Scientists at the Yerkes National Primate Research Center in Atlanta, Georgia, have developed a primate model of Huntington disease. Researchers led by Anthony Chan claim that “a transgenic HD monkey model may open the way to understanding the underlying biology of HD better, and to the development of potential therapies.” The research is published in the May 18 Nature online.
Joint first authors Shang-Hsun Yang, Pei-Hsun Cheng, and Heather Banta used lentiviruses to infect 108 rhesus macaque oocytes with a vector carrying a mutated human huntingtin gene with 84 polyglutamine-encoding CAG repeats. After fertilizing the eggs by injecting them with sperm, 89 of the eggs developed to the four- to eight-cell stage. The researchers transferred 30 embryos into eight surrogate mothers, and five newborns were delivered at full term. One monkey seems suitable for studying HD. Two survived less than one day and one survived for only one month, with severe chorea, dystonia, and difficulty swallowing. Though it is unclear why these animals did not survive, the level of mutant huntingtin in placental tissue correlated with length of survival—animals that died earliest had the most intense staining with the mEM48 antibody that recognizes polyglutamine-expanded huntingtin. Of the two monkeys that survived (they were six months old when the manuscript was written), one has 29 polyglutamine repeats, which is within the normal range for humans, and appears to be a normal monkey. The other monkey has 83 repeats and, at six months old, showed some signs of HD including dystonia and chorea. Postmortem analysis of the dead primates showed extensive aggregates of huntingtin in the cortex and striatum.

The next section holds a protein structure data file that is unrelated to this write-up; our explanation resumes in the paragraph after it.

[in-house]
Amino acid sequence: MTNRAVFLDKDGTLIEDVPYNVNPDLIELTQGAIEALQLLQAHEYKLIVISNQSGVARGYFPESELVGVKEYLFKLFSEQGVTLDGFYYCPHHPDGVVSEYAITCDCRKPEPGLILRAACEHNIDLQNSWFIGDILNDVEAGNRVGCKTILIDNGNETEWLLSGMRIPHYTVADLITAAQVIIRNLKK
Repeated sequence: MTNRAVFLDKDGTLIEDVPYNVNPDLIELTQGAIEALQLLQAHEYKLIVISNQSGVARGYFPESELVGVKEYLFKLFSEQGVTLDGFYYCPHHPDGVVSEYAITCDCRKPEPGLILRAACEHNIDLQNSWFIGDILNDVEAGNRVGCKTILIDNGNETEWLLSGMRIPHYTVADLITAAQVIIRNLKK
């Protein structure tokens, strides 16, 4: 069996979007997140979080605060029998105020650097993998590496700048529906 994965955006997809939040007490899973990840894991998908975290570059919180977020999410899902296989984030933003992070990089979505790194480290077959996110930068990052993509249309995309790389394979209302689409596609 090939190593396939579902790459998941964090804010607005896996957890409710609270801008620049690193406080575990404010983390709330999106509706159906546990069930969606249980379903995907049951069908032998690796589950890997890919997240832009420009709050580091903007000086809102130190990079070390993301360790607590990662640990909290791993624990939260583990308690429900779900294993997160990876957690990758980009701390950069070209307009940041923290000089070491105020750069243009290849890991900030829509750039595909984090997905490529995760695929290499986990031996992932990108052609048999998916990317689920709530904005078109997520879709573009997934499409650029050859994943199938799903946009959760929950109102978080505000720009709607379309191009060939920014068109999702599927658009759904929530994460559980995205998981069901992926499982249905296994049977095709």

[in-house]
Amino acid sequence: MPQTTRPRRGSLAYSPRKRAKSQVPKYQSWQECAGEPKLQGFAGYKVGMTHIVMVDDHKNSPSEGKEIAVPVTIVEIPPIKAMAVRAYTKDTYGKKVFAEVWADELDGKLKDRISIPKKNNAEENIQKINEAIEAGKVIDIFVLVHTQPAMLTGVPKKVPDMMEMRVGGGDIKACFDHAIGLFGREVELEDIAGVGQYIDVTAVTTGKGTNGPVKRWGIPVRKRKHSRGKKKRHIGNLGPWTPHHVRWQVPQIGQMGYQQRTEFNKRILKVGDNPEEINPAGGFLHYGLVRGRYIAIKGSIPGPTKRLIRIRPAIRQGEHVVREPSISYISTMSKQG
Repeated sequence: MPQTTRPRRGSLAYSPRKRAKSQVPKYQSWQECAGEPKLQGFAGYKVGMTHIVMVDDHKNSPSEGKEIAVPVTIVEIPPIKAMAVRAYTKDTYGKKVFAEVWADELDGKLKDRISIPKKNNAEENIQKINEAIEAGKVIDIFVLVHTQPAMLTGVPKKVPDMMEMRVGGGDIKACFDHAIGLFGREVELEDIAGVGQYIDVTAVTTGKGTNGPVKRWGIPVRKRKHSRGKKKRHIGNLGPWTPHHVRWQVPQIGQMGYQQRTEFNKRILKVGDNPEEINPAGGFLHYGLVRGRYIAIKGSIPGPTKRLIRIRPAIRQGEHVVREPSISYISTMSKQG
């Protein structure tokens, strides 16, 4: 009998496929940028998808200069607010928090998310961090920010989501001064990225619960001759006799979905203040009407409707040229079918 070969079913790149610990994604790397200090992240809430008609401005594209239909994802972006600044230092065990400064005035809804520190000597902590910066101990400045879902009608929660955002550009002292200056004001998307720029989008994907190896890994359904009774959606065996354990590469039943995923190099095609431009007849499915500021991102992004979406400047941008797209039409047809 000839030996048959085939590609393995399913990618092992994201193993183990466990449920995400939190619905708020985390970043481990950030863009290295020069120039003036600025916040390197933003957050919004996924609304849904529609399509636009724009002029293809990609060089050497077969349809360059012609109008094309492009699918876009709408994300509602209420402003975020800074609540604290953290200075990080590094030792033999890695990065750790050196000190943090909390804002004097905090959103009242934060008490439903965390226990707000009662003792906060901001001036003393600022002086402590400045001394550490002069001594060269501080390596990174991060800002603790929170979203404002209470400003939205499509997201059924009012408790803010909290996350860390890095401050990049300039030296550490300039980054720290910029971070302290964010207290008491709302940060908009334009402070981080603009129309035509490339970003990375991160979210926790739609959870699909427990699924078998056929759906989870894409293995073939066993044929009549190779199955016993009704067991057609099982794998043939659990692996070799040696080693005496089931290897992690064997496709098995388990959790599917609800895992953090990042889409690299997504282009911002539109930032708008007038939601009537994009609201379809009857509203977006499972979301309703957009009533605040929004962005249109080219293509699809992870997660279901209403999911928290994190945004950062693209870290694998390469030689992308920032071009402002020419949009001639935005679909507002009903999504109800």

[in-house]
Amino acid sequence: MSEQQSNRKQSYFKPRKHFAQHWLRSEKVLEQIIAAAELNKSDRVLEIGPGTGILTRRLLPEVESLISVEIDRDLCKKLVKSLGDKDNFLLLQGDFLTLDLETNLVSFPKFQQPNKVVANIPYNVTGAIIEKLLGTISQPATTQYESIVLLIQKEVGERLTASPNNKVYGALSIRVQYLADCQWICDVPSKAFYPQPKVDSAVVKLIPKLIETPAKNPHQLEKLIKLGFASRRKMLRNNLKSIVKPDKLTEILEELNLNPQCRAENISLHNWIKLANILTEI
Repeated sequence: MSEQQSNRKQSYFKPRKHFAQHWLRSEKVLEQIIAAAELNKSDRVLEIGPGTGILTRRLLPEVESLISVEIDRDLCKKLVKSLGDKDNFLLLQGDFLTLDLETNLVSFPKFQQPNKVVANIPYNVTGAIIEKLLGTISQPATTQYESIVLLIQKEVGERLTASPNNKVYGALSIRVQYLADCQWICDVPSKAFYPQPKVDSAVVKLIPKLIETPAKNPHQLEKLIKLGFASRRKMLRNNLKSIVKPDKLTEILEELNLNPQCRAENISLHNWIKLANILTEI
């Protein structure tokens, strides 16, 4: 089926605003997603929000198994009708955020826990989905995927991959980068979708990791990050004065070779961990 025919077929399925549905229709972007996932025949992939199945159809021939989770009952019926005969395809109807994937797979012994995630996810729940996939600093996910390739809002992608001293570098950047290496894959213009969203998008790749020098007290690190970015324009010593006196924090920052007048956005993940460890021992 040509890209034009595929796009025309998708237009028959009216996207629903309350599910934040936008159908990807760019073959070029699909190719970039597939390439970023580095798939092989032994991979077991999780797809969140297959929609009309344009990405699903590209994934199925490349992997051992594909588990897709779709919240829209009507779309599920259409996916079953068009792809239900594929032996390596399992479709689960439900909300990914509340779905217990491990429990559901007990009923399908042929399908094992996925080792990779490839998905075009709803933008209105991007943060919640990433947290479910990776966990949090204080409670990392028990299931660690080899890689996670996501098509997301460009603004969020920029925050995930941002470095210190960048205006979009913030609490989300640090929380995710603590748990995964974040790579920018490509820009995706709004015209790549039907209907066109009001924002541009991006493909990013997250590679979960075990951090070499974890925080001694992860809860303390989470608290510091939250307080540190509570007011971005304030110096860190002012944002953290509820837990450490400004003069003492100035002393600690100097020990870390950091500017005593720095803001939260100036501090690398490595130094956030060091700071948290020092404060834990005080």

Huntington disease is a progressive, fatal neurodegenerative disorder. Though the genetic basis for the disease was first uncovered in the early 1990s, there has been little progress in finding a cure. In an accompanying News & Views article, Stéphane Palfi and Bechir Jarraya at the Assistance Publique-Hôpitaux de Paris write that this research “takes us another step on the long road towards developing a treatment for Huntington’s disease,” but add, “we must retain a healthy caution, as there is a need to determine how closely the characteristics of these authors’ transgenic monkeys match the spectrum of symptoms of Huntington’s disease.”
This is the first time researchers have used large-animal transgenics to induce a fatal neurodegenerative disease in primates. The paper notes that all procedures were approved by the Yerkes National Primate Center and Emory Animal Care and Biosafety Committees. In the general media, this study received widespread coverage, most of it sidestepping any potential questions about the ethics of such research. One news article, in the online Daily Telegraph, U.K, noted that the Royal Society for the Prevention of Cruelty to Animals was critical of the work.—Tom Fagan
No Available Further Reading
- Palfi S, Jarraya B. Huntington's disease: genetics lends a hand. Nature. 2008 Jun 12;453(7197):863-4. PubMed.
- Yang SH, Cheng PH, Banta H, Piotrowska-Nitsche K, Yang JJ, Cheng EC, Snyder B, Larkin K, Liu J, Orkin J, Fang ZH, Smith Y, Bachevalier J, Zola SM, Li SH, Li XJ, Chan AW. Towards a transgenic model of Huntington's disease in a non-human primate. Nature. 2008 Jun 12;453(7197):921-4. PubMed.